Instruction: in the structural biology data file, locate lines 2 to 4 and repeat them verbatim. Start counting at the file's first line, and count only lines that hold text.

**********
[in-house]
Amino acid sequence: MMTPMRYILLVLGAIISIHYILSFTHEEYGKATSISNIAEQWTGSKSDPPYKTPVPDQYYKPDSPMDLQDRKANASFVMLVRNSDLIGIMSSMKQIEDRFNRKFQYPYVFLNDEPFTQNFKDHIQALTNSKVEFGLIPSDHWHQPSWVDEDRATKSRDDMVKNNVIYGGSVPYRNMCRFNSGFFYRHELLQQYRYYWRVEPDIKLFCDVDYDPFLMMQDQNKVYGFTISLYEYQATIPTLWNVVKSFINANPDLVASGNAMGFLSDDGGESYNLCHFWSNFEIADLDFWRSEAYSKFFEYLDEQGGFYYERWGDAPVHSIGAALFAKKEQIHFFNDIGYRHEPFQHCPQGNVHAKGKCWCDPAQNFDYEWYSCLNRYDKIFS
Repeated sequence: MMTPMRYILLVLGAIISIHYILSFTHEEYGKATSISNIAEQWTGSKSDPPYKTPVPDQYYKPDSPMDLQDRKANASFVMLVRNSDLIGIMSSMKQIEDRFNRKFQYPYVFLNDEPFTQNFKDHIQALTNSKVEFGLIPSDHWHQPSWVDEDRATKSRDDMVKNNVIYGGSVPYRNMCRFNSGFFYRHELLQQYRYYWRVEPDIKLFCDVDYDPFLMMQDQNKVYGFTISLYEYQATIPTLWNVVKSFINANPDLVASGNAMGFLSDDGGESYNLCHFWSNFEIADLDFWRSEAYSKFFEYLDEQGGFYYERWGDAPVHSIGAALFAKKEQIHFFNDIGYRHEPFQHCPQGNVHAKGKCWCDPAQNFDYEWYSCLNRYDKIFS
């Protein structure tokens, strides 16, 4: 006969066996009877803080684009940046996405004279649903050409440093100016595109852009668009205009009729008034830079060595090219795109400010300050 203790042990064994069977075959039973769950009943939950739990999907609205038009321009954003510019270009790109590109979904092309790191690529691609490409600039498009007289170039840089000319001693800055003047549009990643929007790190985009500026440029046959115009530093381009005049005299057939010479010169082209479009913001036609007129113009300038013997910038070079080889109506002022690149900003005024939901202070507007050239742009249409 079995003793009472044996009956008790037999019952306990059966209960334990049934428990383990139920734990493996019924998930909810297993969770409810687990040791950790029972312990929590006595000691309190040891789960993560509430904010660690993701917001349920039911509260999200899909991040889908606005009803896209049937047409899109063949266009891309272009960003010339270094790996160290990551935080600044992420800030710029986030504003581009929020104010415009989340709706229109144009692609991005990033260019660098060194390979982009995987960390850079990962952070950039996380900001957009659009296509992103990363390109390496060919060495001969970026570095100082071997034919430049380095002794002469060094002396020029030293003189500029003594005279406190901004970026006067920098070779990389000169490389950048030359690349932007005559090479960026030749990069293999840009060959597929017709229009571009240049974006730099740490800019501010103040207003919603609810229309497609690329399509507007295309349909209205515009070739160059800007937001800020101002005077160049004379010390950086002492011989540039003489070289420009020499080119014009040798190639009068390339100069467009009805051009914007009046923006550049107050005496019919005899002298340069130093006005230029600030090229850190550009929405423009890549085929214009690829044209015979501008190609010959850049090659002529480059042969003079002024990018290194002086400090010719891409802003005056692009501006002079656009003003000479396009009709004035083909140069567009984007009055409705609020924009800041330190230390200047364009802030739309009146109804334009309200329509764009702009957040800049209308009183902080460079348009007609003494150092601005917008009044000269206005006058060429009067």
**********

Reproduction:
Amino acid sequence: MMTPMRYILLVLGAIISIHYILSFTHEEYGKATSISNIAEQWTGSKSDPPYKTPVPDQYYKPDSPMDLQDRKANASFVMLVRNSDLIGIMSSMKQIEDRFNRKFQYPYVFLNDEPFTQNFKDHIQALTNSKVEFGLIPSDHWHQPSWVDEDRATKSRDDMVKNNVIYGGSVPYRNMCRFNSGFFYRHELLQQYRYYWRVEPDIKLFCDVDYDPFLMMQDQNKVYGFTISLYEYQATIPTLWNVVKSFINANPDLVASGNAMGFLSDDGGESYNLCHFWSNFEIADLDFWRSEAYSKFFEYLDEQGGFYYERWGDAPVHSIGAALFAKKEQIHFFNDIGYRHEPFQHCPQGNVHAKGKCWCDPAQNFDYEWYSCLNRYDKIFS
Repeated sequence: MMTPMRYILLVLGAIISIHYILSFTHEEYGKATSISNIAEQWTGSKSDPPYKTPVPDQYYKPDSPMDLQDRKANASFVMLVRNSDLIGIMSSMKQIEDRFNRKFQYPYVFLNDEPFTQNFKDHIQALTNSKVEFGLIPSDHWHQPSWVDEDRATKSRDDMVKNNVIYGGSVPYRNMCRFNSGFFYRHELLQQYRYYWRVEPDIKLFCDVDYDPFLMMQDQNKVYGFTISLYEYQATIPTLWNVVKSFINANPDLVASGNAMGFLSDDGGESYNLCHFWSNFEIADLDFWRSEAYSKFFEYLDEQGGFYYERWGDAPVHSIGAALFAKKEQIHFFNDIGYRHEPFQHCPQGNVHAKGKCWCDPAQNFDYEWYSCLNRYDKIFS
């Protein structure tokens, strides 16, 4: 006969066996009877803080684009940046996405004279649903050409440093100016595109852009668009205009009729008034830079060595090219795109400010300050 203790042990064994069977075959039973769950009943939950739990999907609205038009321009954003510019270009790109590109979904092309790191690529691609490409600039498009007289170039840089000319001693800055003047549009990643929007790190985009500026440029046959115009530093381009005049005299057939010479010169082209479009913001036609007129113009300038013997910038070079080889109506002022690149900003005024939901202070507007050239742009249409 079995003793009472044996009956008790037999019952306990059966209960334990049934428990383990139920734990493996019924998930909810297993969770409810687990040791950790029972312990929590006595000691309190040891789960993560509430904010660690993701917001349920039911509260999200899909991040889908606005009803896209049937047409899109063949266009891309272009960003010339270094790996160290990551935080600044992420800030710029986030504003581009929020104010415009989340709706229109144009692609991005990033260019660098060194390979982009995987960390850079990962952070950039996380900001957009659009296509992103990363390109390496060919060495001969970026570095100082071997034919430049380095002794002469060094002396020029030293003189500029003594005279406190901004970026006067920098070779990389000169490389950048030359690349932007005559090479960026030749990069293999840009060959597929017709229009571009240049974006730099740490800019501010103040207003919603609810229309497609690329399509507007295309349909209205515009070739160059800007937001800020101002005077160049004379010390950086002492011989540039003489070289420009020499080119014009040798190639009068390339100069467009009805051009914007009046923006550049107050005496019919005899002298340069130093006005230029600030090229850190550009929405423009890549085929214009690829044209015979501008190609010959850049090659002529480059042969003079002024990018290194002086400090010719891409802003005056692009501006002079656009003003000479396009009709004035083909140069567009984007009055409705609020924009800041330190230390200047364009802030739309009146109804334009309200329509764009702009957040800049209308009183902080460079348009007609003494150092601005917008009044000269206005006058060429009067």